'UNIQUE ADAPTATIONS' FOR NASCAR PIT CREWS
High Heart Rates, but No Rise in Body Temperature—Despite Fire-Protection Gear
Newswise — Philadelphia, Pa. (August 1, 2011) –NASCAR pit crew members are highly trained athletes with unique physical adaptations that help them tolerate the high temperatures and stresses of working on the race track, according to a study in the August issue of The Journal of Strength and Conditioning Research, official research journal of the National Strength and Conditioning Association (NSCA). The journal is published by Lippincott Williams & Wilkins, a part of Wolters Kluwer Health.
During races, pit crew athletes show high heart rates but relatively low body temperatures—despite wearing extensive fire protection gear. The results suggest "distinct physiological adaptations among pit crew athletes that aid in performance and tolerance of the race environment," according to the new study, conducted at the University of North Carolina-Charlotte by David P. Ferguson, M.S., R.C.E.P., and colleagues. Ferguson is currently a Ph.D. student at Texas A&M University.
New Insights into Physical and Psychological Stress in NASCAR Pit Crews
The researchers evaluated heart rate and body temperature in seven pit crew members during six NASCAR Sprint Cup races. The measurements were obtained using special ingestible sensors, which transmitted wirelessly transmitted physiologic data. Heart rate and body temperature were measured before each race, every 15 minutes during the race, and after each pit stop—12 to 20 times per race.
Surprisingly, body temperatures were lower in pit crew athletes than in non-pit crew controls at the same race. The researchers had expected that pit crews would have higher body temperatures because of their required fire-resistant suits (including socks, gloves, and underwear) as well as helmets. Body temperatures differed by pit crew assignment—tire changers/jackmen had lower body temperatures than tire carriers.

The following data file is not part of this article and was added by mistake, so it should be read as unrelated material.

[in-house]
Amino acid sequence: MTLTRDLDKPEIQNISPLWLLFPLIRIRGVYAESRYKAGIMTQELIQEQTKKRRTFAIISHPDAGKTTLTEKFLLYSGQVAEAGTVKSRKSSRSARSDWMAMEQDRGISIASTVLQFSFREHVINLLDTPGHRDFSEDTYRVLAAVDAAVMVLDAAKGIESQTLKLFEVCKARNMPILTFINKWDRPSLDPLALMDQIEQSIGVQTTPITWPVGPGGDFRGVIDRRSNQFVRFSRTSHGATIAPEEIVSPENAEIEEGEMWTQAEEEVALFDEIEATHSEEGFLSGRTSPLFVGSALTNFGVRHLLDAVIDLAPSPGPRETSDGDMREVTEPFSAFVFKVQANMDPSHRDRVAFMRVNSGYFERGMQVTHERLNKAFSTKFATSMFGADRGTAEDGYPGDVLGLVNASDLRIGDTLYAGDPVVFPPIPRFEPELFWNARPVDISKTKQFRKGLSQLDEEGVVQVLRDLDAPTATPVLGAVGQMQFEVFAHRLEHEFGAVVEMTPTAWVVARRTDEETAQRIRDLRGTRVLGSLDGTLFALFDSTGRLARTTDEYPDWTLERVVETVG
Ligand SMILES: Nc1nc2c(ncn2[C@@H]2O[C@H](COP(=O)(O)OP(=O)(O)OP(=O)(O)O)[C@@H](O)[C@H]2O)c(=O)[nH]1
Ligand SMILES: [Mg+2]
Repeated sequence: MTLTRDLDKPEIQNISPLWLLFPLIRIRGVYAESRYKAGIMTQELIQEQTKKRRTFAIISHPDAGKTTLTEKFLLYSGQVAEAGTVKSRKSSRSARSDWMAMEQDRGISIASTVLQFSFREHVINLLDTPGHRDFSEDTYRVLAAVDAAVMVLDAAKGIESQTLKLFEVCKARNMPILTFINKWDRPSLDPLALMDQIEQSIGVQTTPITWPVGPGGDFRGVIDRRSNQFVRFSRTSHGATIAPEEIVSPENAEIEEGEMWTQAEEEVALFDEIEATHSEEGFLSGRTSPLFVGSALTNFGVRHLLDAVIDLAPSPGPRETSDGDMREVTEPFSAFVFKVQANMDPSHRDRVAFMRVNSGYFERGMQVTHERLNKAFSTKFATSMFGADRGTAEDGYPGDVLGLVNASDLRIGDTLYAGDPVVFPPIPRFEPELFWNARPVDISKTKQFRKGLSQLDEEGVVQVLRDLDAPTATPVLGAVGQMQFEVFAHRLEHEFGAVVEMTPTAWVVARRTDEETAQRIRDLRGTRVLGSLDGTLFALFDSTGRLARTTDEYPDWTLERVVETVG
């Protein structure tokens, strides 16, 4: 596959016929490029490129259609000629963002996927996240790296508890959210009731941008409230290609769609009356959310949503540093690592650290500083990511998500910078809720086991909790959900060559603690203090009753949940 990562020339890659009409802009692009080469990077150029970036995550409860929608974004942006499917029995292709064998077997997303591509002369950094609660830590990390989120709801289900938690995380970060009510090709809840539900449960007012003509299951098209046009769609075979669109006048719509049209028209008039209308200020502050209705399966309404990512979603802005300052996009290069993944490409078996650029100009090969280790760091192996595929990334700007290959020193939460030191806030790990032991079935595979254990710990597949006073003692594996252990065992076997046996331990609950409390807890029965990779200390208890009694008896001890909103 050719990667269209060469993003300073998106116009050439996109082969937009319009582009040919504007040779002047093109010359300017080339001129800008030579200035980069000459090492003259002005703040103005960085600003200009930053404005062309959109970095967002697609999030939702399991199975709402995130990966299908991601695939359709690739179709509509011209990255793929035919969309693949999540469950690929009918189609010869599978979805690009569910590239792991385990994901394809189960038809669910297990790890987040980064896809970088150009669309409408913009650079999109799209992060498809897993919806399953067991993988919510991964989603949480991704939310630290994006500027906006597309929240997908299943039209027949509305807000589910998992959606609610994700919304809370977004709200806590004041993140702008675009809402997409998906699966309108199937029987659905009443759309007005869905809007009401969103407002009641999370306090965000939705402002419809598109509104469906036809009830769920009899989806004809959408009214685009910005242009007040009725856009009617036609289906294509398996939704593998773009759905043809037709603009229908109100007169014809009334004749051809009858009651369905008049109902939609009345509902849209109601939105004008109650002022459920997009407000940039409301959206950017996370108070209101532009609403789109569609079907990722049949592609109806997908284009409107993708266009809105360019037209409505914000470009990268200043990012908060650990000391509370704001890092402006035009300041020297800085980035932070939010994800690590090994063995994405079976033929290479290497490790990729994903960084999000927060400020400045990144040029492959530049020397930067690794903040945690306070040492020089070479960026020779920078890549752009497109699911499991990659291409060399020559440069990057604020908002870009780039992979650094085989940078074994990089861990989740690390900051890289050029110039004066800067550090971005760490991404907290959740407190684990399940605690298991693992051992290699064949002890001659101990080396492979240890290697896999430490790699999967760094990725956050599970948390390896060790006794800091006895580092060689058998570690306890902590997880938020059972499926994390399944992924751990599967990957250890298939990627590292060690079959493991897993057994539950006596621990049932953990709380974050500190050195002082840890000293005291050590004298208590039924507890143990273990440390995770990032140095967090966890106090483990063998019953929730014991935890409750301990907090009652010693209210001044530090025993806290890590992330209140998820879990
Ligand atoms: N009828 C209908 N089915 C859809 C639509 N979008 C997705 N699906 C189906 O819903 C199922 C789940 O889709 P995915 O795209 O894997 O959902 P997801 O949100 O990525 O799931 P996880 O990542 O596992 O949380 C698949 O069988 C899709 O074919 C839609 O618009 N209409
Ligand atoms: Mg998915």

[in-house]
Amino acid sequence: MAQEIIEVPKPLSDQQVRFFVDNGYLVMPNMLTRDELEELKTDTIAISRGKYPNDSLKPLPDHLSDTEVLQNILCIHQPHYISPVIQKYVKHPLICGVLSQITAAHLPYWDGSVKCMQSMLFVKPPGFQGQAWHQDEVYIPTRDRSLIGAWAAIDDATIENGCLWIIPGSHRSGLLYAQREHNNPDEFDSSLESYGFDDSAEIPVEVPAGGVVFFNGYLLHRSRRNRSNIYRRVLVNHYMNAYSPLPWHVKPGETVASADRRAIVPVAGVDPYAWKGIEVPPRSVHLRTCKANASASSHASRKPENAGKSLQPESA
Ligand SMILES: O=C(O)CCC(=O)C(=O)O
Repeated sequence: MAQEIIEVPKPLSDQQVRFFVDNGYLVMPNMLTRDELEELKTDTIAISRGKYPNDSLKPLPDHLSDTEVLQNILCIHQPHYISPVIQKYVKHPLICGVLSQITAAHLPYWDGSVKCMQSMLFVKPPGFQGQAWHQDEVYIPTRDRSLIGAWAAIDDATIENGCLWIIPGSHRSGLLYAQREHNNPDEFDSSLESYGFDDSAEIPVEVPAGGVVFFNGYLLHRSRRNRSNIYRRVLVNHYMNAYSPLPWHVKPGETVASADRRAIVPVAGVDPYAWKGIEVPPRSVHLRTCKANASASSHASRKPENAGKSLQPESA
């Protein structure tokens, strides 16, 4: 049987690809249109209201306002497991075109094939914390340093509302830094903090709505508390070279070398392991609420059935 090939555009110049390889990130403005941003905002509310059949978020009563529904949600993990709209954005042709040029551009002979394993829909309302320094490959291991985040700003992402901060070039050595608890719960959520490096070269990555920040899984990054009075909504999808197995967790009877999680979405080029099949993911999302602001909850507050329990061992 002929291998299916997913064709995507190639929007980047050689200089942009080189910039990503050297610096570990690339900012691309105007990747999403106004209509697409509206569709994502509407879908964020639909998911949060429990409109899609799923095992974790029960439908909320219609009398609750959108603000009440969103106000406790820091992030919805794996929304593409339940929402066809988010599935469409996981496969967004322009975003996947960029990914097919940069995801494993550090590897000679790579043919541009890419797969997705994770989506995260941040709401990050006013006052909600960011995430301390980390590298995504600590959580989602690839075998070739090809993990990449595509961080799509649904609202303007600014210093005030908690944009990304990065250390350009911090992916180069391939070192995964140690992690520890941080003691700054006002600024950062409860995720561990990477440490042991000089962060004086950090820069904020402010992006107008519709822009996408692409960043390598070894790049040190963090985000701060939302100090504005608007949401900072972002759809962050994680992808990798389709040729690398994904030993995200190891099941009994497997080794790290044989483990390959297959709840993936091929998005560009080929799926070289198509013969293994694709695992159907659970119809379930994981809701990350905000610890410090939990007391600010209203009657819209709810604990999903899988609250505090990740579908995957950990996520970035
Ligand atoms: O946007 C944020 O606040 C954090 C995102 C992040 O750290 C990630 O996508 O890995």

Pit crew members had higher heart rates during races on asphalt tracks, compared to concrete tracks. There were also significant differences in heart rate by position: higher in tire changers/jackmen than in tire carriers.
"The study is the first to measure the physiological responses of elite pit crew athletes in the race environment, an environment that is characterized by high temperatures and requisite fire-protection clothing," Ferguson and co-authors write. The results suggest NASCAR pit crew members have special adaptations to the harsh and stressful conditions on pit row.
The higher heart rates in pit crew athletes may provide a clue to the lower body temperatures: a faster heart rate may more efficiently shunt blood to the skin, thus helping to dissipate heat. This likely results from extensive training—including frequent practice pit stops wearing full fire-protection gear—leading to high-level athletic conditioning and heat acclimatization.
The authors note that some of the races studied were associated with unique psychological stresses—for example, one team needed a strong performance to qualify for NASCAR's "Chase for the Cup." Especially after they've attained top physical condition, training under conditions of anxiety might help pit crew athletes to further improve their performance. In this situation, "The use of a sport psychologist in addition to continued training could prove useful," the researchers write.
Ferguson comments, "There is a general perception that pit crew members are not athletes, but the physiological adaptations documented in this study show this to be an inaccurate statement." He adds that the new research is the first and only study to be done with the full permission of NASCAR and the Sprint Cup team Earnhardt Chip Ganassi Racing with Felix Sabates.